In this section, we present the experimental results obtained with the proposed algorithm for pose estimation in noncontinuous video sequences. We evaluate the convergence of the genetic algorithm in terms of the detection efficiency of the evolutionary correlation filters. Also, we quantify the performance of pose estimation in terms of location and orientation errors. The performance of the proposed algorithm is evaluated and discussed by processing noisy input scenes. Then, candidate solutions given by the genetic algorithm are analyzed in terms of quality of pose estimation. We measure the performance of the proposed approach under abrupt pose changes of the target. Finally, we show that the proposed algorithm performs well in noncontinuous video sequences in a real environment.

The proposed evolutionary correlation filtering algorithm for pose estimation was implemented in C/C++ programming language. Computer graphics are computed with OpenGL library. We used the Stanford Bunny [

Table

Parameters used in the experiments.

Parameters | Values |
---|---|

Population size | 16, 32, 64, 128 |

Number of generations | 1, 10, 20, 50, 100, 200, 500 |

Selection rate | 0.5 |

Mutation rate | 0.2 |

We tested the performance of the algorithm in terms of discrimination capability (DC) yielded by the correlation filtering through generations of the evolutionary algorithm, as shown in Figure

Performance of target detection of the evolutionary correlation filtering algorithm in terms of DC. The solid and error bars represent the mean value and the standard deviation, respectively, for 400 frames in 30 separate sample runs.

Also, in this experiment we tested the performance of the proposed algorithm in terms of accuracy of the location estimation of the target. For this we measure the location error (LE) between the real

Performance of location estimation of the proposed evolutionary correlation filtering algorithm in terms of LE. The solid and error bars represent the mean and the standard deviation, respectively, for 400 frames in 30 separate sample runs.

Performance of pose estimation of the proposed evolutionary correlation filtering algorithm in terms of OE. The solid and error bars represent the mean and the standard deviation, respectively, for 400 frames in 30 separate sample runs.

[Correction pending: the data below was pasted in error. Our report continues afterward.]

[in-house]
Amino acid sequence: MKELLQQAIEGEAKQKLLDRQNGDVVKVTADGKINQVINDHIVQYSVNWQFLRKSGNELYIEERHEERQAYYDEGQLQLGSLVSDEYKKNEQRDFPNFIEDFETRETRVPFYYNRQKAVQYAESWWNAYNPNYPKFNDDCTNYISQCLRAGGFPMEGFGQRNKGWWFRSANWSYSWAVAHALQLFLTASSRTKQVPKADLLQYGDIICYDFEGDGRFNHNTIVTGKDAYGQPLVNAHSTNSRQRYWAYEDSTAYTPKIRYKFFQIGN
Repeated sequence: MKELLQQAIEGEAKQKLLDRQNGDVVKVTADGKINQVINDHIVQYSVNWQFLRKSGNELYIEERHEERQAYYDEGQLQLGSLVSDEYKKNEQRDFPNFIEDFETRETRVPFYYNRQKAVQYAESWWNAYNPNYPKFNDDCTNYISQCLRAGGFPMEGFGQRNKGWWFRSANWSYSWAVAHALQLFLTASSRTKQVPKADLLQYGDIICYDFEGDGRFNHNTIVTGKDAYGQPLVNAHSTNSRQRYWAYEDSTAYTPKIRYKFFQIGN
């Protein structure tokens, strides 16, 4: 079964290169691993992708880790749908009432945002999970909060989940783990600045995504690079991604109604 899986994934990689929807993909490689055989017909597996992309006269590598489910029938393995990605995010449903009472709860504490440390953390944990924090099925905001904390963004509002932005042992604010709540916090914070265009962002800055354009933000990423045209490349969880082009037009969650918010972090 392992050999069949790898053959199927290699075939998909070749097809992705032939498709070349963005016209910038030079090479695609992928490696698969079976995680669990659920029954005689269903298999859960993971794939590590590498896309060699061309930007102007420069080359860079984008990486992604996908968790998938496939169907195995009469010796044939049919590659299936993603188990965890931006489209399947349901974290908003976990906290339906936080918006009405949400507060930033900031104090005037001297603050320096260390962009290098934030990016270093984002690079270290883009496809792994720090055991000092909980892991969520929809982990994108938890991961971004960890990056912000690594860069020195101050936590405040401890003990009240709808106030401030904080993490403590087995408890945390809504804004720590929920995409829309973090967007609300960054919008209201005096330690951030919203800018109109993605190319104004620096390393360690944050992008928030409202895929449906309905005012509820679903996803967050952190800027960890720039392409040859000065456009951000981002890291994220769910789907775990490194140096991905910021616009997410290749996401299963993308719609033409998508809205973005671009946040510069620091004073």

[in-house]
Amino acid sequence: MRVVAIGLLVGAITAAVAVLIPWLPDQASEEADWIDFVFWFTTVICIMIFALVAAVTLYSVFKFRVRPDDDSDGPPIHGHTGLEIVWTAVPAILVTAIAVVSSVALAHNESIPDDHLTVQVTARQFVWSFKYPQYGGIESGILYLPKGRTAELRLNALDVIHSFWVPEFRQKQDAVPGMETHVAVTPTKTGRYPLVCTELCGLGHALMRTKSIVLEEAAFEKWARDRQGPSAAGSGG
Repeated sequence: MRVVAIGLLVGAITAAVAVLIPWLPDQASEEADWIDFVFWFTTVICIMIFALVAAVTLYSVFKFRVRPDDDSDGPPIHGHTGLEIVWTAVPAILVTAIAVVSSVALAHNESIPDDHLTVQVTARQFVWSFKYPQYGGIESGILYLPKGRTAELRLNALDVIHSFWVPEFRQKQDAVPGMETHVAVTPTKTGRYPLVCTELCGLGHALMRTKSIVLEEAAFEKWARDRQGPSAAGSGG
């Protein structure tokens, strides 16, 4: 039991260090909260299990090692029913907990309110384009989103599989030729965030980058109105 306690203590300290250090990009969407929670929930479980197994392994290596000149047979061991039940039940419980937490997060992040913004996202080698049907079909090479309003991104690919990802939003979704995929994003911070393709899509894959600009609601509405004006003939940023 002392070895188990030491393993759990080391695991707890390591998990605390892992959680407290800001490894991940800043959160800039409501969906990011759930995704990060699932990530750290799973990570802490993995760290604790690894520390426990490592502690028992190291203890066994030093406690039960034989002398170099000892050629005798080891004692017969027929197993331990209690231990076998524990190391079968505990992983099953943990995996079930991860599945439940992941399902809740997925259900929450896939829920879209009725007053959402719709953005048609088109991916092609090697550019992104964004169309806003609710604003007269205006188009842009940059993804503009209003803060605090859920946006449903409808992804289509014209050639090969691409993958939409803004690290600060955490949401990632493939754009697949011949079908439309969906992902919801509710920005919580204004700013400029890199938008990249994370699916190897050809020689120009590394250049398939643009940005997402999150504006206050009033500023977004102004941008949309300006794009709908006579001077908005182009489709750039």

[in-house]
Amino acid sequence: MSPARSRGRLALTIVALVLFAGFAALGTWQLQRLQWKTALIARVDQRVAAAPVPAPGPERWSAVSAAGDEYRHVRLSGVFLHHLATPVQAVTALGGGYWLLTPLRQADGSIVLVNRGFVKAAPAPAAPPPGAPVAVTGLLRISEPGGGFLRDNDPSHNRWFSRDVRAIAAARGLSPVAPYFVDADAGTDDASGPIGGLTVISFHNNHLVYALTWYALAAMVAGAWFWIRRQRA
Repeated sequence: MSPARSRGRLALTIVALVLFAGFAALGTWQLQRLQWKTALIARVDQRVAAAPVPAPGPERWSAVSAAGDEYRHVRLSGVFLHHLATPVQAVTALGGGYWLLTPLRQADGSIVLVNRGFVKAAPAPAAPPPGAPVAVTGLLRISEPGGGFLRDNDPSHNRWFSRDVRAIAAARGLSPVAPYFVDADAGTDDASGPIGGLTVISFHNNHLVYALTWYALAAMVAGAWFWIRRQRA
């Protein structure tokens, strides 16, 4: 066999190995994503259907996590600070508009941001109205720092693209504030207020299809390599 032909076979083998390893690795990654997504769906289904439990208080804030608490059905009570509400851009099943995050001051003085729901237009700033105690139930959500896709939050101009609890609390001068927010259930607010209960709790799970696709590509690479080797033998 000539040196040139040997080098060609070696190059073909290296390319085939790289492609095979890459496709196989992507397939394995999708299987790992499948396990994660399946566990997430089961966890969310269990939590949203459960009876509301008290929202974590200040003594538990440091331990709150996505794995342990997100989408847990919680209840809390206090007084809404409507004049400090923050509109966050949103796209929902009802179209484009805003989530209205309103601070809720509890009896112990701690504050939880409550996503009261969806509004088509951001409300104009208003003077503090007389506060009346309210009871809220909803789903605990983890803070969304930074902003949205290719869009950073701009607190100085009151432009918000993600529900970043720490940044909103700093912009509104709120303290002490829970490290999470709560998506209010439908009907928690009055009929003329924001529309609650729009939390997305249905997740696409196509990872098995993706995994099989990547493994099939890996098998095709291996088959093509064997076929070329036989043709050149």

The performance of the proposed algorithm is evaluated when processing scenes degraded with additive noise. We tested the noise robustness of the algorithm by considering additive noise with signal-to-noise-ratio (SNR) values of 50 dB, 10 dB, 5 dB, and 2 dB with respect to the number of generations of the evolutionary correlation filtering algorithm. For this experiment, we use a fixed population size of 32 individuals and 20% of mutation rate.

Figure

Performance of target detection of the proposed algorithm for noisy scenes in terms of the DC. The solid and error bars represent the mean value and the standard deviation, respectively, for 400 frames in 30 separate sample runs.

Figure

Performance of location estimation of the proposed algorithm for noisy scenes in terms of the LE. The solid and error bars represent the mean value and the standard deviation, respectively, for 400 frames in 30 separate sample runs.

The performance of the proposed algorithm in terms of orientation estimation of the target is shown in Figure

Performance of pose estimation of the proposed algorithm for noisy scenes in terms of the OE. The solid and error bars represent the mean value and the standard deviation, respectively, for 400 frames in 30 separate sample runs.

Figure

Candidate solutions for 1, 50, and 100 generations, and the best solution obtained by the proposed evolutionary correlation filtering approach.